• Auto-focus on the rear facing camera is great, it would be a little more convenient if it was a little quicker so as not to miss the intended shot. Where’s the flash?
  • Mobile Safari on Windows Mobile. I routinely found myself missing Mobile Safari even after installing Opera.
  • Get nice and cozy with a registry editor. You’ll need to know the basics if you want to tweak Windows Mobile to make it more useable.
  • When I press ‘Answer’ for an incoming call, I expect the phone to answer right now! Isn’t that what a basic phone is supposed to do?! There should be no "thinking" involved, no delays, nothing! Yes Tres, I was wrong, Windows Mobile even managed to crash when I tried to receive a call.
  • Appreciated the option of creating multiple network configuration profiles. I set one up to use at& / Cingular’s special port which both optimized images before loading and offered streaming videos, and a second for straight HSDPA browsing with image compression and optimization.
  • I actually worried about the idea of a Windows Mobile Virus.

Windows Mobile applications / utilities that helped

The number of applications available for use on Windows Mobile is incredible. I only hope that once the iPhone SDK is released will Apple’s mobile platform explode in a similar manner. Here are a few of my favorites for use with Windows Mobile:

  • The Missing Sync ($40) by Mark/Space – I don’t use Windows and wanted my Address Book contacts, iCal events, select audio / video files, and folders synced back and forth. The Missing Sync took care of all of that and more including local call log and SMS log archiving for backup and searching. In addition, The Missing Sync provided a drag ‘n drop interface for installing CAB files on the device.
  • Skype Mobile (free) – VoIP calls over HSDPA. Great quality. I only wish that audio could be outputted through the device headset speaker rather than the rear-facing speaker.
  • Fring (free) – Also offered VoIP calls but used mainly for instant messaging. Chat with MSN, ICQ, Google Talk, Skype, or update Twitter.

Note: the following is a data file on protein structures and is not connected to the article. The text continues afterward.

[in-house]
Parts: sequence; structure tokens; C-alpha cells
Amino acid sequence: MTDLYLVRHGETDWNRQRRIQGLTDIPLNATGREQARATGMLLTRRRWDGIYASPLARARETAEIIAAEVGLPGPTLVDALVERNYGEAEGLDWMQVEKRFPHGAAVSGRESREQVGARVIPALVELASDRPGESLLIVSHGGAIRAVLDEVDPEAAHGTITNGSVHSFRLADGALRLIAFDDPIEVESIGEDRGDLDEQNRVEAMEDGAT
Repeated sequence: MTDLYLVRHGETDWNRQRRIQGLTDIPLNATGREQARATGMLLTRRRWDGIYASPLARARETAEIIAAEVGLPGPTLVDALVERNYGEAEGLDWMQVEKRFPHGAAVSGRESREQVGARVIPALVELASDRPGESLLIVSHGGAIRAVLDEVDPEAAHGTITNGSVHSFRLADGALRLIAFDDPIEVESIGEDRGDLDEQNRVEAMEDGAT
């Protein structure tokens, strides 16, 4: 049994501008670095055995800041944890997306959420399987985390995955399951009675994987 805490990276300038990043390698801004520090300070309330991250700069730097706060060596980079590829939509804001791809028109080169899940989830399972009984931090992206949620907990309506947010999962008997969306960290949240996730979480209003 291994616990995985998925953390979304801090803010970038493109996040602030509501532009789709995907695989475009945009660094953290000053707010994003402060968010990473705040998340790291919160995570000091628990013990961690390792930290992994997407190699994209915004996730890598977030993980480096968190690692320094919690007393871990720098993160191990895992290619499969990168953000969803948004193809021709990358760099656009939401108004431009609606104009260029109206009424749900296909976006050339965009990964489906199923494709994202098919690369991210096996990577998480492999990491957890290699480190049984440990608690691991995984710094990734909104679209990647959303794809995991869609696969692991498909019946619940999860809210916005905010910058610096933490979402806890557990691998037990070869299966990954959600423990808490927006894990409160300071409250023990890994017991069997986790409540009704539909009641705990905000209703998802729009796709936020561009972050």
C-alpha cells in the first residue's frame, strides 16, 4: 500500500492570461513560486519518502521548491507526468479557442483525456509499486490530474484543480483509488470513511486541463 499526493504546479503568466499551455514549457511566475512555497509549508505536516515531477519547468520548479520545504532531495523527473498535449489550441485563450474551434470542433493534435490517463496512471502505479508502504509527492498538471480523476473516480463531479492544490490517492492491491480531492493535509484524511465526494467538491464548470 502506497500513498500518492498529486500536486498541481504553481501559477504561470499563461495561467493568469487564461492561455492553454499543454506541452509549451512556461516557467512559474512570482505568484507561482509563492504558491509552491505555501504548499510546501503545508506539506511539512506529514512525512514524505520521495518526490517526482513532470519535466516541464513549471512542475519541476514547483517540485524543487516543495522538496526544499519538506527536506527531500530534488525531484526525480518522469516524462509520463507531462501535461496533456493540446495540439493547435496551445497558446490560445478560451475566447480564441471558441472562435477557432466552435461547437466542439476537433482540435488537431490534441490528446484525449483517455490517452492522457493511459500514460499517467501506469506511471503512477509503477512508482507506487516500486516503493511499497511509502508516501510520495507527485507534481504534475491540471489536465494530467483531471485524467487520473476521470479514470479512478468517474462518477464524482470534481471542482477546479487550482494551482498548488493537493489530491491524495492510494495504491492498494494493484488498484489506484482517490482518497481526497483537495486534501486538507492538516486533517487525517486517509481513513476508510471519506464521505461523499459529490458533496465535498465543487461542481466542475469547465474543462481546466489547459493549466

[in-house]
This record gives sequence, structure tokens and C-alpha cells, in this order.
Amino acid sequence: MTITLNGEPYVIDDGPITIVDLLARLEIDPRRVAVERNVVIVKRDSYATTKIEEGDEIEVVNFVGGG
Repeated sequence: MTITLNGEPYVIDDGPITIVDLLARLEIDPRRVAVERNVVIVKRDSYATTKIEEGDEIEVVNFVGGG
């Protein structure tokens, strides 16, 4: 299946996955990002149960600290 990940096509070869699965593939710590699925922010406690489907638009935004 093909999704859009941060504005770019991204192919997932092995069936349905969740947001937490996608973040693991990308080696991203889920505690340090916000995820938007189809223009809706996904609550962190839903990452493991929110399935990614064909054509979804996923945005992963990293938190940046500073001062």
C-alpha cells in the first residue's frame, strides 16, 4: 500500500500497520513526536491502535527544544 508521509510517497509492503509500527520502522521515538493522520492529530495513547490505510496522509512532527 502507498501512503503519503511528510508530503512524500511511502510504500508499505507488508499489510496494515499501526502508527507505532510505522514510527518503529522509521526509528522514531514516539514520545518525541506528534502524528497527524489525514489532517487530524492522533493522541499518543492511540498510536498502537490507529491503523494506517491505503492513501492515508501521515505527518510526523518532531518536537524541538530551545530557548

• Resco Explorer ($30) – Replaced the default Windows File Explorer with a far more powerful alternative which included a real Recycle Bin, FTP, Registry Editor, and a slew of other features.
  • Google Maps GPS (free) – Although the HTC TyTN II Kaiser included TomTom + one free map download, Google Maps proved to be far more accurate. I loved TomTom’s adaptive routing but misguiding me and putting me 7 blocks away from my intended destination was unacceptable.
  • Opera Browser ($24) – Not free but very much an required upgrade over Pocket Internet Explorer also known as PIE. Tabbed browsing. Mmm.

In closing… Yes, I admit it. I went from iPhone to HTC TyTN II Kaiser to iPhone. A complete circle. I assumed that being able to install whatever applications I wanted on my mobile device was the flexibility I wanted. I was wrong. I could have loaded the TyTN II Kaiser with every imaginable Windows Mobile application I could find on Handango, but there would still be something missing. Simplicity. Real iPhone applications are just around the corner, 4 months to be exact. Whether or not the SDK will open the iPhone up as a true competitor against existing Smartphones is uncertain. However, I am 99% certain that the HTC TyTN II Kaiser (at&t Tilt) is my first and last Windows Mobile device. Not because of HTC, but because Window Mobile [in general] is too clunky and bloated.